bullet Major Kevin Nasypany, the NEADS mission crew commander, had helped design the day’s exercise. Thinking the reported hijacking is part of it, he actually says out loud, “The hijack’s not supposed to be for another hour.” [Vanity Fair, 8/1/2006]
bullet In the ID section, at the back right corner of the NEADS operations floor, technicians Stacia Rountree, Shelley Watson, and Maureen Dooley react to the news. Dooley, the leader of the ID section, tells the other members of her team: “We have a hijack going on. Get your checklists. The exercise is on” (see (8:38 a.m.) September 11, 2001). Rountree asks, “Is that real-world?” Dooley confirms, “Real-world hijack.” Watson says, “Cool!” [Vanity Fair, 8/1/2006; Spencer, 2008, pp. 25]
bullet When NEADS Commander Robert Marr sees his personnel reacting to the news of the hijacking (see (8:38 a.m.) September 11, 2001), he reportedly thinks the day’s exercise “is kicking off with a lively, unexpected twist.” Even when a colleague informs him, “It’s a hijacking, and this is real life, not part of the exercise,” Marr thinks: “This is an interesting start to the exercise. This ‘real-world’ mixed in with today’s simex [simulated exercise] will keep [my staff members] on their toes.” [Spencer, 2008, pp. 26]
bullet Major General Larry Arnold, who is at Tyndall Air Force Base, Florida, also later says that when he first hears of the hijacking, in the minutes after NEADS is alerted to it, “The first thing that went through my mind was, is this part of the exercise? Is this some kind of a screw-up?” [ABC News, 9/11/2002; 9/11 Commission, 5/23/2003] According to author Lynn Spencer: “Even as NORAD’s commander for the continental United States, Arnold is not privy to everything concerning the exercise. The simex is meant to test commanders also, to make sure that their war machine is operating as it should.” [Spencer, 2008, pp. 38]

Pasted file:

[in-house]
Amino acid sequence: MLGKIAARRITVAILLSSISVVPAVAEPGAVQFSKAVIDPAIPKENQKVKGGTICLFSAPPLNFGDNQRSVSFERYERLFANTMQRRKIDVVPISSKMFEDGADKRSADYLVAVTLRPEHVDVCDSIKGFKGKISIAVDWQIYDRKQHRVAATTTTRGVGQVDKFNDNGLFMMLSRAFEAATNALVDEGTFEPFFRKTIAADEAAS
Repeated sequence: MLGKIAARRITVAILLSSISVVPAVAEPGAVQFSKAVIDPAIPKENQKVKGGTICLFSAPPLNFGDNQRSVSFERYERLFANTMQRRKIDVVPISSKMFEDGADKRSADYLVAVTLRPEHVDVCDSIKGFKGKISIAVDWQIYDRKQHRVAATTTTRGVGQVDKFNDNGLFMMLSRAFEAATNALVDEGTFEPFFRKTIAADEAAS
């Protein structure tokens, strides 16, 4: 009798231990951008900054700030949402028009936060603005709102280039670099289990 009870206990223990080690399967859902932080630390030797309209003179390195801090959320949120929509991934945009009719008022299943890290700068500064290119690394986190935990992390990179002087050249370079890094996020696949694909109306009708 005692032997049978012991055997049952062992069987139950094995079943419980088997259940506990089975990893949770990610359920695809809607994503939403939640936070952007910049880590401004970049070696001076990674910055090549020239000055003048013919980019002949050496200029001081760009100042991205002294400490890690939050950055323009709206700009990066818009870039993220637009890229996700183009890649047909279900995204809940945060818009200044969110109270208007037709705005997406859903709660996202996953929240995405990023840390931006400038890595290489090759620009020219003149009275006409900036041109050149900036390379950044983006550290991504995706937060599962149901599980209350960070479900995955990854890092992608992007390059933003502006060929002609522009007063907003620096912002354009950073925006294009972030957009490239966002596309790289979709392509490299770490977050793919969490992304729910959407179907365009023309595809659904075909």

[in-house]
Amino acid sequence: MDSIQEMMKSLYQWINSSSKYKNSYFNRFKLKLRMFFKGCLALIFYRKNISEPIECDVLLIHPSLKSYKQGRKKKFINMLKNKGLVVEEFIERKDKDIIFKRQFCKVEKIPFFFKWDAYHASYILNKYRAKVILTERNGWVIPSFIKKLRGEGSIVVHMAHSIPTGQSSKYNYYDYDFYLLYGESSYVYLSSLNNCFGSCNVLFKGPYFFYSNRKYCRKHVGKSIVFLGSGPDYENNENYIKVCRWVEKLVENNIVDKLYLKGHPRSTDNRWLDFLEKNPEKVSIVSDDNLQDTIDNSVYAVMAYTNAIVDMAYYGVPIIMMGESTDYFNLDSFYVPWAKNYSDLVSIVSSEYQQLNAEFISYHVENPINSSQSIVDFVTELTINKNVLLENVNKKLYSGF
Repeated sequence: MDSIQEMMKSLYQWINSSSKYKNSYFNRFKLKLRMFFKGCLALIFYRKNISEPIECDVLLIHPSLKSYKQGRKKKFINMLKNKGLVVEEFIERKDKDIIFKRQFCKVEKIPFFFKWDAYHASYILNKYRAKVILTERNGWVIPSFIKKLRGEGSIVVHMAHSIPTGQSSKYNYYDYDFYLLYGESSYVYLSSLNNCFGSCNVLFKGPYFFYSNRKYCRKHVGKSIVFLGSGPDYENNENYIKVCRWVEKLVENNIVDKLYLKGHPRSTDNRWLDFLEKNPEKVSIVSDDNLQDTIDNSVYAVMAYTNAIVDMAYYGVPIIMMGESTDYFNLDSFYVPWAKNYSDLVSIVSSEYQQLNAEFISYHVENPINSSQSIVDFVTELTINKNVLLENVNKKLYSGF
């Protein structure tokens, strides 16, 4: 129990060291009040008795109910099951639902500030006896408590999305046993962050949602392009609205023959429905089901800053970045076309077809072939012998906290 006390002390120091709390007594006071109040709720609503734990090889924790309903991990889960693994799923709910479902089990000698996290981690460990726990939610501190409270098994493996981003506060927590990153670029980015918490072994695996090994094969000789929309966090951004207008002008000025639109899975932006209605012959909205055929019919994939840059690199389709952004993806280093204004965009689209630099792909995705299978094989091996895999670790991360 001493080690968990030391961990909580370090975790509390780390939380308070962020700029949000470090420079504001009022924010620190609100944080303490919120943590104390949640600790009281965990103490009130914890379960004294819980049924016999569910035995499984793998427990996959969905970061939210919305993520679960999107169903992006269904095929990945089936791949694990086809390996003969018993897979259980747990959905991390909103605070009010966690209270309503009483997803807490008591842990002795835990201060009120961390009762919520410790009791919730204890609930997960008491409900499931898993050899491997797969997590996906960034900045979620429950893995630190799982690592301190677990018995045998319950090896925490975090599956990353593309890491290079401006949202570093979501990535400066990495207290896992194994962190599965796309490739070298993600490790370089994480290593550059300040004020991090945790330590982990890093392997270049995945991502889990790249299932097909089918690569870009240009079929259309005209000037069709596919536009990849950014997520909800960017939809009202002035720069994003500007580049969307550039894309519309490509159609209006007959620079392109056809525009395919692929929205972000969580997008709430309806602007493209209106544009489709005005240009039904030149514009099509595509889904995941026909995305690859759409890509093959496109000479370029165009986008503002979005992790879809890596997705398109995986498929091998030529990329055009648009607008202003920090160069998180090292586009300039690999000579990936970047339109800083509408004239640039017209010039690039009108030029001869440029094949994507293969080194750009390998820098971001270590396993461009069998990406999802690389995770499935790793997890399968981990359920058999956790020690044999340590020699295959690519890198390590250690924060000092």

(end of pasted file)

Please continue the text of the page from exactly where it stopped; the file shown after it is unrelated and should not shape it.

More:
bullet At 8:43 a.m., Major James Fox, the leader of the NEADS weapons team, comments, “I’ve never seen so much real-world stuff happen during an exercise.” [Vanity Fair, 8/1/2006]

Entity Tags: Northeast Air Defense Sector, Shelley Watson, North American Aerospace Defense Command, Stacia Rountree, Robert Marr, Maureen Dooley, Vigilant Guardian, Kevin Nasypany, Dawne Deskins, Larry Arnold, James Fox

Timeline Tags: Complete 911 Timeline, 9/11 Timeline

One of the ID technicians at NORAD’s Northeast Air Defense Sector (NEADS) calls the FAA’s Boston Center, and learns that there have been “threats in the cockpit” of Flight 11. The communications team at NEADS is currently trying to quickly find out all they can about the hijacked plane, such as its flight number, tail number, and where it is. ID tech Shelley Watson calls the management desk at the Boston Center, which had alerted NEADS to the hijacking minutes earlier (see (8:37 a.m.) September 11, 2001), wanting to make sure she has all the information that is available on Flight 11. Her call is answered by Boston Center’s military liaison, Colin Scoggins. Scoggins tells Watson: “He’s being hijacked. The pilot’s having a hard time talking to the… I mean, we don’t know. We don’t know where he’s goin’. He’s heading towards Kennedy [International Airport in New York City]. He’s… 35 miles north of Kennedy now at 367 knots. We have no idea where he’s goin’ or what his intentions are.” Scoggins says, “I guess there’s been some threats in the cockpit,” and adds, “We’ll call you right back as soon as we know more info.” Master Sergeant Maureen Dooley is standing over Watson, relaying any pertinent information she hears to Major Kevin Nasypany. She calls to him, “Okay, he said threat to the cockpit!” [Vanity Fair, 8/1/2006; Spencer, 2008, pp. 34]

Entity Tags: Shelley Watson, Northeast Air Defense Sector, Colin Scoggins, Kevin Nasypany, Boston Air Route Traffic Control Center, Maureen Dooley